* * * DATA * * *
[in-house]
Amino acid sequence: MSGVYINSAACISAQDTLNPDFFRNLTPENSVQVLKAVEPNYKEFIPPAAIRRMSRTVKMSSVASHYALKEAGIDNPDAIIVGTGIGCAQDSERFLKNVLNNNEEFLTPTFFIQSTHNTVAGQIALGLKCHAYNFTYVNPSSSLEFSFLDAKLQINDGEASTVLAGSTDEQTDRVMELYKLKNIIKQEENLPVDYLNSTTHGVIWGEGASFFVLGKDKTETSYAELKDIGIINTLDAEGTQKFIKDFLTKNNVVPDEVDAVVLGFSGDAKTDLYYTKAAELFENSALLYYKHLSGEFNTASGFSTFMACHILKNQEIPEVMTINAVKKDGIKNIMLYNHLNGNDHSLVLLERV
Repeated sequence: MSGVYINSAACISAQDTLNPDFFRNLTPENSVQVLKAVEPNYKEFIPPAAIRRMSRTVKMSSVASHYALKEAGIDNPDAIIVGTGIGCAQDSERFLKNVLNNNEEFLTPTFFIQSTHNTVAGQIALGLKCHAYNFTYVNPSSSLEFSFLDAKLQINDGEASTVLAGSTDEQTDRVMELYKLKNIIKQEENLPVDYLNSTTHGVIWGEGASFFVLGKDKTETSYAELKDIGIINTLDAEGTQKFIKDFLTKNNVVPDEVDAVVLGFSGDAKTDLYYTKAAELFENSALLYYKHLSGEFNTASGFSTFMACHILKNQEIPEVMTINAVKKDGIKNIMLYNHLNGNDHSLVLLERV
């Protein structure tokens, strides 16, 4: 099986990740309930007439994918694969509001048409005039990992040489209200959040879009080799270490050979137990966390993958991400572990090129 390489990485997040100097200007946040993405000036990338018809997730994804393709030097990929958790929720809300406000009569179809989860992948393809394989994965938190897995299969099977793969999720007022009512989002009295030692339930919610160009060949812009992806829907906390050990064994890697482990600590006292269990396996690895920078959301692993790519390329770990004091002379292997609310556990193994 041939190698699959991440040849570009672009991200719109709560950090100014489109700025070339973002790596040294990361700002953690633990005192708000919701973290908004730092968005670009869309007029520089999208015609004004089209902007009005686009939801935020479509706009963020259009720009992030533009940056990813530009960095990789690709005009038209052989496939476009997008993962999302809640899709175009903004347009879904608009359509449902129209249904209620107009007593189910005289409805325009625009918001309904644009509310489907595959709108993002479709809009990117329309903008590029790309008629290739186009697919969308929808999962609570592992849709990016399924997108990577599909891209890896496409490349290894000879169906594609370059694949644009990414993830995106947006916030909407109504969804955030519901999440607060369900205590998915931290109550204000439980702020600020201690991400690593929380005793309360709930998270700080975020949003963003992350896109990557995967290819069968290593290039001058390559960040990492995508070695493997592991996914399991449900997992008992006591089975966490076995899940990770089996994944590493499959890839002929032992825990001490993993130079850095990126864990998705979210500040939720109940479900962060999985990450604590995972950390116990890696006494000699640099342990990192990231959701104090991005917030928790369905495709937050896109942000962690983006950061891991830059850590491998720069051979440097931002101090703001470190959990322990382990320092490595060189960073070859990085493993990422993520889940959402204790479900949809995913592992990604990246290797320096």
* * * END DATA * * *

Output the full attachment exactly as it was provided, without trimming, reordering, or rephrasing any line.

[in-house]
Amino acid sequence: MSGVYINSAACISAQDTLNPDFFRNLTPENSVQVLKAVEPNYKEFIPPAAIRRMSRTVKMSSVASHYALKEAGIDNPDAIIVGTGIGCAQDSERFLKNVLNNNEEFLTPTFFIQSTHNTVAGQIALGLKCHAYNFTYVNPSSSLEFSFLDAKLQINDGEASTVLAGSTDEQTDRVMELYKLKNIIKQEENLPVDYLNSTTHGVIWGEGASFFVLGKDKTETSYAELKDIGIINTLDAEGTQKFIKDFLTKNNVVPDEVDAVVLGFSGDAKTDLYYTKAAELFENSALLYYKHLSGEFNTASGFSTFMACHILKNQEIPEVMTINAVKKDGIKNIMLYNHLNGNDHSLVLLERV
Repeated sequence: MSGVYINSAACISAQDTLNPDFFRNLTPENSVQVLKAVEPNYKEFIPPAAIRRMSRTVKMSSVASHYALKEAGIDNPDAIIVGTGIGCAQDSERFLKNVLNNNEEFLTPTFFIQSTHNTVAGQIALGLKCHAYNFTYVNPSSSLEFSFLDAKLQINDGEASTVLAGSTDEQTDRVMELYKLKNIIKQEENLPVDYLNSTTHGVIWGEGASFFVLGKDKTETSYAELKDIGIINTLDAEGTQKFIKDFLTKNNVVPDEVDAVVLGFSGDAKTDLYYTKAAELFENSALLYYKHLSGEFNTASGFSTFMACHILKNQEIPEVMTINAVKKDGIKNIMLYNHLNGNDHSLVLLERV
């Protein structure tokens, strides 16, 4: 099986990740309930007439994918694969509001048409005039990992040489209200959040879009080799270490050979137990966390993958991400572990090129 390489990485997040100097200007946040993405000036990338018809997730994804393709030097990929958790929720809300406000009569179809989860992948393809394989994965938190897995299969099977793969999720007022009512989002009295030692339930919610160009060949812009992806829907906390050990064994890697482990600590006292269990396996690895920078959301692993790519390329770990004091002379292997609310556990193994 041939190698699959991440040849570009672009991200719109709560950090100014489109700025070339973002790596040294990361700002953690633990005192708000919701973290908004730092968005670009869309007029520089999208015609004004089209902007009005686009939801935020479509706009963020259009720009992030533009940056990813530009960095990789690709005009038209052989496939476009997008993962999302809640899709175009903004347009879904608009359509449902129209249904209620107009007593189910005289409805325009625009918001309904644009509310489907595959709108993002479709809009990117329309903008590029790309008629290739186009697919969308929808999962609570592992849709990016399924997108990577599909891209890896496409490349290894000879169906594609370059694949644009990414993830995106947006916030909407109504969804955030519901999440607060369900205590998915931290109550204000439980702020600020201690991400690593929380005793309360709930998270700080975020949003963003992350896109990557995967290819069968290593290039001058390559960040990492995508070695493997592991996914399991449900997992008992006591089975966490076995899940990770089996994944590493499959890839002929032992825990001490993993130079850095990126864990998705979210500040939720109940479900962060999985990450604590995972950390116990890696006494000699640099342990990192990231959701104090991005917030928790369905495709937050896109942000962690983006950061891991830059850590491998720069051979440097931002101090703001470190959990322990382990320092490595060189960073070859990085493993990422993520889940959402204790479900949809995913592992990604990246290797320096």